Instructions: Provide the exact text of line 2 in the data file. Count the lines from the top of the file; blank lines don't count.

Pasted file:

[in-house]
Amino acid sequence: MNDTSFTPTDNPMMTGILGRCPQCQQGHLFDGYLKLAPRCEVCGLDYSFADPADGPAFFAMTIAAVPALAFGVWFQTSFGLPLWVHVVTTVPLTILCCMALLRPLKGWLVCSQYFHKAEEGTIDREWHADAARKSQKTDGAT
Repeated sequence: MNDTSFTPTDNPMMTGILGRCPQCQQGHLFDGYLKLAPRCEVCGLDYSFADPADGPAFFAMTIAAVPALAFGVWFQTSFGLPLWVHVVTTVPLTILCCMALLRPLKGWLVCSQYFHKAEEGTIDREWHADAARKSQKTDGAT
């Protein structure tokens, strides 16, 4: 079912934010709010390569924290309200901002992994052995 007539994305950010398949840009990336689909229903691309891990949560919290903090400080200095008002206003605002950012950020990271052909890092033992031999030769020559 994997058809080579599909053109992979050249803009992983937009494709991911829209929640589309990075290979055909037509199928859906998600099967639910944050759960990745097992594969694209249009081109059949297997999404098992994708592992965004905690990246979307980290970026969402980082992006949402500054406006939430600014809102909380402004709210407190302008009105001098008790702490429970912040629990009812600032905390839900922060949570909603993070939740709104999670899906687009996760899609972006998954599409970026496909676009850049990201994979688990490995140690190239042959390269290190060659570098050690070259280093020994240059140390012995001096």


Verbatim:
Amino acid sequence: MNDTSFTPTDNPMMTGILGRCPQCQQGHLFDGYLKLAPRCEVCGLDYSFADPADGPAFFAMTIAAVPALAFGVWFQTSFGLPLWVHVVTTVPLTILCCMALLRPLKGWLVCSQYFHKAEEGTIDREWHADAARKSQKTDGAT